The Ottawa Police Service is taking steps in order to stamp out racism among its own members, and become a more diverse police force.
A report, Addressing Anti-Black Racism in Ottawa, came out about a year ago. Ottawa Police Chief Charles Bordeleau acknowledges there is a lot of work to do, but he does think progress is being made.
He told Ottawa Today with Mark Sutcliffe on 1310 NEWS, the service will be conducting a diversity audit to identify and barriers for its members. Plans are also in the works to increase community outreach and recruitment.
Plus, the way officers are being deployed has already changed.
Later this year, Bordeleau explained that officers will be diving into traffic stop data collection to see if there has been any kind of shift in demographics possibly being targeted.
"We've actually set up an equity, diversity and inclusion office," added the chief. "It's staffed by three individuals who are going to ensure -- as a police service, our policies and procedures -- that we are always applying that kind of lens to what we do. And we are actually, this year, reviewing our anti-racial profiling policy."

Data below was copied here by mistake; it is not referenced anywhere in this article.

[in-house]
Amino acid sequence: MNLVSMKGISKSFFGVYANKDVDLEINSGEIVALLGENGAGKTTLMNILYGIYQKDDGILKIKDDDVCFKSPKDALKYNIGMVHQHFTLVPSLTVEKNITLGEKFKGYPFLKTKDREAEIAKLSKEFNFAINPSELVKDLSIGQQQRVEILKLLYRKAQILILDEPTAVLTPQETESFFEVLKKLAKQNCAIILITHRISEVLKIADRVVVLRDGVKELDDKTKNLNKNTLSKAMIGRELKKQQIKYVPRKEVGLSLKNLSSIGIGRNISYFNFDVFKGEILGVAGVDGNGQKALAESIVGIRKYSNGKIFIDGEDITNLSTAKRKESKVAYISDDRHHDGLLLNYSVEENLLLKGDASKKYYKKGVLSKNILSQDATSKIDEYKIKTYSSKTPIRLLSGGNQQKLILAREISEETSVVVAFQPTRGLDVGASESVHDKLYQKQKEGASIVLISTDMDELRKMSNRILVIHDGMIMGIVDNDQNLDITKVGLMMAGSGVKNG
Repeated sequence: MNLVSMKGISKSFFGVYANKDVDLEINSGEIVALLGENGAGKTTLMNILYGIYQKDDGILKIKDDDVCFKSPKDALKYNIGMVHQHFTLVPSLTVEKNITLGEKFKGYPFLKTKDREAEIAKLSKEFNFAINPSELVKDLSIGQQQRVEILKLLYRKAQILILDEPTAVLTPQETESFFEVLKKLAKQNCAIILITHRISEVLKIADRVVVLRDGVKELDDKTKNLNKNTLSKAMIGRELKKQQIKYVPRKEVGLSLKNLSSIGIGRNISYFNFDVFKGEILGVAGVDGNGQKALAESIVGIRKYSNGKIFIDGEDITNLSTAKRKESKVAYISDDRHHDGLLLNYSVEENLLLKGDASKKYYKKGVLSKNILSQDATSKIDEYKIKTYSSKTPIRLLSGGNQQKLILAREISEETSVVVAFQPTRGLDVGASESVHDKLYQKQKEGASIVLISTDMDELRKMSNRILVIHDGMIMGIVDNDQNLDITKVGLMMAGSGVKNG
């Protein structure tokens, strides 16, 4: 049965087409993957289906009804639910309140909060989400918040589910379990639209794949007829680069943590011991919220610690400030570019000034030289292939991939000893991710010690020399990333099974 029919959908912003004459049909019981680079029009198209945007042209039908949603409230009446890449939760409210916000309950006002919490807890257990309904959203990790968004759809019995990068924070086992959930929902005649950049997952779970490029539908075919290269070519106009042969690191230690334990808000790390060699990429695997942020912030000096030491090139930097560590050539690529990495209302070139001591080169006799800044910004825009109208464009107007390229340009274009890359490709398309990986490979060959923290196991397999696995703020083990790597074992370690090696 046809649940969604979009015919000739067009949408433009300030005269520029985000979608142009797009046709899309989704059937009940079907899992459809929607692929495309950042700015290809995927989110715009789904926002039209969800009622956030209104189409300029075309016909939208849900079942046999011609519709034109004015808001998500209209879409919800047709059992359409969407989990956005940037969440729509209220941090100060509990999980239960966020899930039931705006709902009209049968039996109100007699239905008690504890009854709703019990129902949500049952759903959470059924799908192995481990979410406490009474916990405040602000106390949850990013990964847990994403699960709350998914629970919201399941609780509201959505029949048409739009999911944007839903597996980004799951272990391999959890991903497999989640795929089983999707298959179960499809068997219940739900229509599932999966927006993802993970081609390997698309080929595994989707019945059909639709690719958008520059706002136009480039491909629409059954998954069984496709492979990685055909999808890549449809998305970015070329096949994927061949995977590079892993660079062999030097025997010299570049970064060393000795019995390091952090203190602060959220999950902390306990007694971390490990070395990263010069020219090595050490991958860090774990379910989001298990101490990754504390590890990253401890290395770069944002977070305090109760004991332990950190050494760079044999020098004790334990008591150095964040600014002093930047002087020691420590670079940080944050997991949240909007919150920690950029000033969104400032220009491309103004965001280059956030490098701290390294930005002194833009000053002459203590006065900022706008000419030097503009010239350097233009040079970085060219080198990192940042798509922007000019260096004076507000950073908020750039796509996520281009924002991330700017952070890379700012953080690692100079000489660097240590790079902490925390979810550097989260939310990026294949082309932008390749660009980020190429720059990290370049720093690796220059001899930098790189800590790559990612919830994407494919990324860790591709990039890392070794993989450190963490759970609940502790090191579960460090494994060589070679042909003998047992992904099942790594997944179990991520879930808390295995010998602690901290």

The police service disbanded its community advisory group dealing with racialized and Indigenous communities in recent years, so Bordeleau said it needs to find a way to reconstruct that.
More than 200 residents took part in an anti-racism meeting, held at Ottawa City Hall Wednesday night. A panel, including Bordeleau, officials from the French and English school boards, the City of Ottawa and Ottawa Community Health made statements and answered questions regarding the Addressing Anti-Black Racism in Ottawa report.
Listen to the full conversation with Ottawa Police Chief Charles Bordeleau: